It starts with who you hire. You have to bring in professionals that are not going to be affected by the performance of the teams they may be coaching or supervising, regardless of whether there’s positive or negative momentum. What matters is that each person is focused on growth and continuous improvement, constantly looking for ways to better themselves, their individual sports programs and the department as a whole. That’s not to say that you just discount the emotions that come with wins and losses, but if you let those emotions influence your decisions on what needs to happen next, that’s almost never going to end well. Focus on the process, not the results.
A big part of trying to stay even-keeled emotionally is by creating a work environment that doesn’t add unnecessary pressure to a business where there’s already plenty of it to go around. At Marquette, we employ a ROWE – Results Oriented Work Environment. We aren’t going to watch the clock to make sure you’re at your desk during the day, we expect you to get your work done, but how and when you do it is largely your prerogative. We’re always looking for good reasons to give people permission to play hooky; autonomy is such a huge factor when it comes to motivation and so we do everything we can to allow those within our program to have plenty of it. It also has a huge effect on retention. We have a great quality of life here, and that matters to keeping people around.
Marquette is one of the only ‘Power 6’ departments already executing “varsity” esports. How would you respond to those across our industry who wonder what “varsity” really means for a “sport” that’s not NCAA sponsored? How do you foresee esports student-athletes becoming a true part of the entire Golden Eagles student body?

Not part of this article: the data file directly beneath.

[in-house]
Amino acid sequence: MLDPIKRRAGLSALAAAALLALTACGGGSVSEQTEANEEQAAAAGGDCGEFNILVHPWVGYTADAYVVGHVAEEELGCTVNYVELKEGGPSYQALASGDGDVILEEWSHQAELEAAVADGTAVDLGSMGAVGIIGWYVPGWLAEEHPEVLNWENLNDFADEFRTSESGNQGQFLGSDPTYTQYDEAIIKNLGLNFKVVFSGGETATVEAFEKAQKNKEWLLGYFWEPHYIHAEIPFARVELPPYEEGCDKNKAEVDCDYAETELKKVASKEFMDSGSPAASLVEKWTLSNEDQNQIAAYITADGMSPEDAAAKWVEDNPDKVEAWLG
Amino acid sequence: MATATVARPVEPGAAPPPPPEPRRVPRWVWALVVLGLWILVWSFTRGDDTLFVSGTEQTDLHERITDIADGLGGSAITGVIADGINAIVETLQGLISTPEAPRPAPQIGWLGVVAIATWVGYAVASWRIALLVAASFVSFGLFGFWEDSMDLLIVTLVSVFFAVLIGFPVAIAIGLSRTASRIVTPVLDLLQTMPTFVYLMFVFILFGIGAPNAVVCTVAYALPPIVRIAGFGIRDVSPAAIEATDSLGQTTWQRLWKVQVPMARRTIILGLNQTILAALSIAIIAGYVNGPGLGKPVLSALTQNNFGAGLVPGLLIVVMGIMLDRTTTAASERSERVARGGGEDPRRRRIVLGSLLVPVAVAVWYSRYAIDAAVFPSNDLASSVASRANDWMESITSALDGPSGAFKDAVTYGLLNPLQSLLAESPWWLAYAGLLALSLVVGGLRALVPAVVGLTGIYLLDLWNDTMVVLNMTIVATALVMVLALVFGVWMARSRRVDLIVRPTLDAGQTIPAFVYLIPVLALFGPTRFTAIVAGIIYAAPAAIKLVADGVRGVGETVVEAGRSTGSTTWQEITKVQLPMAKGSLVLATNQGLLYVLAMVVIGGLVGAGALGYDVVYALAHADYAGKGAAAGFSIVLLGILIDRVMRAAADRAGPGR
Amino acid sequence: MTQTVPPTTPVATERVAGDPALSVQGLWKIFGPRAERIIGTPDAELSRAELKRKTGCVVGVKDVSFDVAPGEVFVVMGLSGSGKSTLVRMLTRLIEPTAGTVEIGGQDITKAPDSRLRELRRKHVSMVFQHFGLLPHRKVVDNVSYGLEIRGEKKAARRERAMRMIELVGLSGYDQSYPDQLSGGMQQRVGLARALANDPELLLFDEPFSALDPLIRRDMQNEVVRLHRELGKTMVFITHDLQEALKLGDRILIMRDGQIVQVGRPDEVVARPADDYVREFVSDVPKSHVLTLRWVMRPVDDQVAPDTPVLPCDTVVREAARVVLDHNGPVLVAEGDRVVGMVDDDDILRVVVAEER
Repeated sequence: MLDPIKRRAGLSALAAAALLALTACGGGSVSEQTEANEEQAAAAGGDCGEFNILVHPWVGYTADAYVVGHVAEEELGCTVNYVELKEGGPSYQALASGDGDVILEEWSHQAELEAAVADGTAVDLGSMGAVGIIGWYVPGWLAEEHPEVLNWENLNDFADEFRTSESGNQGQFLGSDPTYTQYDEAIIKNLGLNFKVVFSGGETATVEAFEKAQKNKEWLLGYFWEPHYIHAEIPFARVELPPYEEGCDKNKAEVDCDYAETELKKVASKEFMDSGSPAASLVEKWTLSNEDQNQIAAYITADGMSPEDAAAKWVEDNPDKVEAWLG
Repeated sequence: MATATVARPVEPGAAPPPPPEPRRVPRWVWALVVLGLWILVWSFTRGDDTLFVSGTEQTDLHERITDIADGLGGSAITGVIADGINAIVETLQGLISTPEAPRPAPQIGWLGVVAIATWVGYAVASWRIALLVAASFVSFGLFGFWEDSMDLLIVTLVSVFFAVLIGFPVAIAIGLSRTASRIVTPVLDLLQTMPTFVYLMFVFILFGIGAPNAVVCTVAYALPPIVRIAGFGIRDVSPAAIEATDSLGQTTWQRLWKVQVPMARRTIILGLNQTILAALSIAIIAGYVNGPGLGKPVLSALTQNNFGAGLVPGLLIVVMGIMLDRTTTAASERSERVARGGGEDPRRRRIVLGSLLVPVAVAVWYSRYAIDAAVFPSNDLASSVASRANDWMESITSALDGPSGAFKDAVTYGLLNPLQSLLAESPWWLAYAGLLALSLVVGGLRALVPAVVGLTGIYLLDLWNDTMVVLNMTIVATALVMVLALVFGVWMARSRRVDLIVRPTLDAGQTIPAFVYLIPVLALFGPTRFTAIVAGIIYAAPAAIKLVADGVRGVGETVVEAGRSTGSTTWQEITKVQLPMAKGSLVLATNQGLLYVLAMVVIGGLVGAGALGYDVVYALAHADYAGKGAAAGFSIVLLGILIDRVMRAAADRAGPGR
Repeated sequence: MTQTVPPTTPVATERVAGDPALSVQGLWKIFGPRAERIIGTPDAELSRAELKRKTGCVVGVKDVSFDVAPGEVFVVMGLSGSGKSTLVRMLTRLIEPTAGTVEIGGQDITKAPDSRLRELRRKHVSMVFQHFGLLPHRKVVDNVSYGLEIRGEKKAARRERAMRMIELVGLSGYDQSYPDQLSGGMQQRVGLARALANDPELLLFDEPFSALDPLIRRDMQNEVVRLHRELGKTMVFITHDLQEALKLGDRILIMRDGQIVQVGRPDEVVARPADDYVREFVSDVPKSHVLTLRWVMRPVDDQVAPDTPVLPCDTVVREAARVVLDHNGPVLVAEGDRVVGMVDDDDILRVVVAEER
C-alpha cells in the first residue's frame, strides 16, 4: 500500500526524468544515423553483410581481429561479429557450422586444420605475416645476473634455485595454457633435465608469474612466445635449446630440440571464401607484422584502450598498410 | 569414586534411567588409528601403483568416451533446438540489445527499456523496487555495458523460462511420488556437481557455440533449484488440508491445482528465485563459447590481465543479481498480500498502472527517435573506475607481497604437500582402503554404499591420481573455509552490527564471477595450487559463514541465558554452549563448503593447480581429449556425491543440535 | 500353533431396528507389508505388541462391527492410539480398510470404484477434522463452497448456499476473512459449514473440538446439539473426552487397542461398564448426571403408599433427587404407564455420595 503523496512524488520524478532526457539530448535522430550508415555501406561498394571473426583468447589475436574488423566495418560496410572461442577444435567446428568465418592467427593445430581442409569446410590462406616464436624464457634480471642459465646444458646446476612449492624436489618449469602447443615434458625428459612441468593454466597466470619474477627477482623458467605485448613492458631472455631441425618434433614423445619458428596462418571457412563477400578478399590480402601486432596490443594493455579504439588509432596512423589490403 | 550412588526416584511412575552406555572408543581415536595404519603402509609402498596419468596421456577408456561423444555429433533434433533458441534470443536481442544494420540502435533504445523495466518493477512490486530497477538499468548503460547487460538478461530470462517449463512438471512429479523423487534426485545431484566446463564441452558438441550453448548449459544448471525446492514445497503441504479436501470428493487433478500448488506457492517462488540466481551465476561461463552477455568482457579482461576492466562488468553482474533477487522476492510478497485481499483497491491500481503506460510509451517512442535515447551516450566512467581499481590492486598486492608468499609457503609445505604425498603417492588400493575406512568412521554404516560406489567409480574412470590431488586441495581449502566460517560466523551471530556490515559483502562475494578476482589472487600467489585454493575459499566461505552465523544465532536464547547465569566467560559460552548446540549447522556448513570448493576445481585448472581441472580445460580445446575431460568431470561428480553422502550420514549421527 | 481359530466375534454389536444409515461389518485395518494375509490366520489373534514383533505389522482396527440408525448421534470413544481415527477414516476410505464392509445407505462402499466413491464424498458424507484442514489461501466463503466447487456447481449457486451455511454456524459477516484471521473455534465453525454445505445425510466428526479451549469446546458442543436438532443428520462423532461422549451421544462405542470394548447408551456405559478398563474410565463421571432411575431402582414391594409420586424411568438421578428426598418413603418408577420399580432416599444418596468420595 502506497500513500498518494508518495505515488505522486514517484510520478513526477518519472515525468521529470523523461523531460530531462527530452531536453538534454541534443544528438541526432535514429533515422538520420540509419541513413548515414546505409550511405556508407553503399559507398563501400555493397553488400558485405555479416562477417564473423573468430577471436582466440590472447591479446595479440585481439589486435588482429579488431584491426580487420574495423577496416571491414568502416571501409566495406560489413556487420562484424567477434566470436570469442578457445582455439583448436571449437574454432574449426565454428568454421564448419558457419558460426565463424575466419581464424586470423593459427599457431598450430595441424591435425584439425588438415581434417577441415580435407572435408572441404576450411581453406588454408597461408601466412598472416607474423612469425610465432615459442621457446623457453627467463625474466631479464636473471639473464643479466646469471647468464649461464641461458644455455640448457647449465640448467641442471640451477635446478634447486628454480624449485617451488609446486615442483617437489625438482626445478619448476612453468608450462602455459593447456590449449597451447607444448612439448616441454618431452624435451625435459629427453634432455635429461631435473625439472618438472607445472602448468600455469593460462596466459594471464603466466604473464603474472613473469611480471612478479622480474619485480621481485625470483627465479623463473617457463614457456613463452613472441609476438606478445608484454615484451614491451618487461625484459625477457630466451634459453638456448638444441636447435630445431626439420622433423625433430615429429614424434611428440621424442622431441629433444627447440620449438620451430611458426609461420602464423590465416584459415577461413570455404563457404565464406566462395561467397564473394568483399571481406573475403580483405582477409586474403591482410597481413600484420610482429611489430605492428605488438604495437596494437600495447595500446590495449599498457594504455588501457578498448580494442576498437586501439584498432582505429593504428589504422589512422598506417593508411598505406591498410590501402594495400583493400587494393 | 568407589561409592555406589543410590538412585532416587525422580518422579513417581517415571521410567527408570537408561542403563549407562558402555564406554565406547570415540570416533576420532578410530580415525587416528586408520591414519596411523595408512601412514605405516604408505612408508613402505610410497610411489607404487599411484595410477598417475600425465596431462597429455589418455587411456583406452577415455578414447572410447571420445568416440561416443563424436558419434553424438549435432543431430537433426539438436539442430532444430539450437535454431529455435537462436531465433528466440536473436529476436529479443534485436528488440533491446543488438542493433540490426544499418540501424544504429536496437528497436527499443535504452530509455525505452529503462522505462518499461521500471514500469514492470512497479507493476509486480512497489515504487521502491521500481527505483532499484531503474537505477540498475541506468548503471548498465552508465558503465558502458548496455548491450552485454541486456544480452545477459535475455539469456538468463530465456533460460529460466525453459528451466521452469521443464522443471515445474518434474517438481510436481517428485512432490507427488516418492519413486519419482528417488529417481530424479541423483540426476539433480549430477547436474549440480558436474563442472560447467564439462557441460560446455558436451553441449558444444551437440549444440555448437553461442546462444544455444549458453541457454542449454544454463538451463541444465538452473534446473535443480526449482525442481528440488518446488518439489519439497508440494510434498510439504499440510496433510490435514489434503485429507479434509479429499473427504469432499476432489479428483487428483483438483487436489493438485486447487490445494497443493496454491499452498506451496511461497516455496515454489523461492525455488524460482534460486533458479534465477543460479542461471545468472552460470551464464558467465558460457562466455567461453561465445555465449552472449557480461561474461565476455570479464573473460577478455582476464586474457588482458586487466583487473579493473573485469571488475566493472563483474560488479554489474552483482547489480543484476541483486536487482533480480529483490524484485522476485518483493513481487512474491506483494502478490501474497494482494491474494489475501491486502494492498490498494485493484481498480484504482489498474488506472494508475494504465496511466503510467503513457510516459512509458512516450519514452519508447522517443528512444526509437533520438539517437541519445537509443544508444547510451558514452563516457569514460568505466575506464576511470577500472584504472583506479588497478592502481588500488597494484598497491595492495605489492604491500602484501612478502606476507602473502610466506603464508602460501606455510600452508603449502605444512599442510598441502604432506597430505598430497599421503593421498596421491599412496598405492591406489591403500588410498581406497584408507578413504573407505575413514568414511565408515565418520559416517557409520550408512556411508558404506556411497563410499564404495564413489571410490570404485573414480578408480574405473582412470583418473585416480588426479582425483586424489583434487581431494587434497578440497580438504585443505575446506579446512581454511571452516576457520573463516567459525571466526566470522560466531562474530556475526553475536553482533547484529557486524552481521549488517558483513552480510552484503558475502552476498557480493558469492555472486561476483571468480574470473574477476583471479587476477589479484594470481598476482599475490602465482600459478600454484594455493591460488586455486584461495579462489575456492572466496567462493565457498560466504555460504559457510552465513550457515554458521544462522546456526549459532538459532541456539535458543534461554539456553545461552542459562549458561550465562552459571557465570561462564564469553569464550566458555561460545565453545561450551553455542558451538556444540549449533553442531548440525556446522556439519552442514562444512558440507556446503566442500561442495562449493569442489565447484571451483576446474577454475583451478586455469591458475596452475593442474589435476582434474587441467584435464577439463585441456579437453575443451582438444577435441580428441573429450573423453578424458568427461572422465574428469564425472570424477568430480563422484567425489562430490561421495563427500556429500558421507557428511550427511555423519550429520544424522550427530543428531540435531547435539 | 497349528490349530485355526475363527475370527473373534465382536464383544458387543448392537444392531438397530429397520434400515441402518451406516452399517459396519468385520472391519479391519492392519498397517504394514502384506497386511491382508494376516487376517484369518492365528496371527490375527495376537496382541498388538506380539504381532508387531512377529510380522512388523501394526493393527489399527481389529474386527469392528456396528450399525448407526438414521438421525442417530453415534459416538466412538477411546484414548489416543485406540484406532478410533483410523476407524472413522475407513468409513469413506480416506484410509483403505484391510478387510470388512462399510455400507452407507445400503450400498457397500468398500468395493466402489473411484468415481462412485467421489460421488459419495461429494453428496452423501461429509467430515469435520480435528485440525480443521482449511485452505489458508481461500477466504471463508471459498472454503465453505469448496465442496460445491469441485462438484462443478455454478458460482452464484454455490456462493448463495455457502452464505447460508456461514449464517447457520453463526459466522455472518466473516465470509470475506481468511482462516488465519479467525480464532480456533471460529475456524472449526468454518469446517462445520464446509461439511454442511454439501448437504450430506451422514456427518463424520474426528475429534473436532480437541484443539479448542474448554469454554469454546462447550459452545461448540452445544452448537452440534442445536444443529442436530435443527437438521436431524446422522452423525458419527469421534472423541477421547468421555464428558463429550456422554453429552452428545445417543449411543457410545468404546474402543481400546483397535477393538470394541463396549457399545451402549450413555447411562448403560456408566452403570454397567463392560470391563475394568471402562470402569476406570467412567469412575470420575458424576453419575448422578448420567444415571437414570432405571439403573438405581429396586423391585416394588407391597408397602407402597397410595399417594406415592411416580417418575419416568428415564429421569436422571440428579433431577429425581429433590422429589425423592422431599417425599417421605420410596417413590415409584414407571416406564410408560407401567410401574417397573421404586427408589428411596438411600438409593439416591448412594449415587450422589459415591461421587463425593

While esports isn’t yet under the purview of the NCAA, there’s already active competition within the BIG EAST. The reason why we decided to house our team within the athletics department is because when we evaluated what an esports program looks like, and what it would take to be successful, we realized that there wasn’t a better place on campus for it to live than athletics. They’re a team of students, competing in a conference, with a coach, and hopefully one day, viewed by large audiences… sure sounds a lot like a sports program. That’s also why we’ve dedicated ourselves to treating those that participate just like all of our other student-athletes, which include: facilities, gear, coaching and scholarships. We’re taking the same approach with esports as when we added lacrosse almost a decade ago.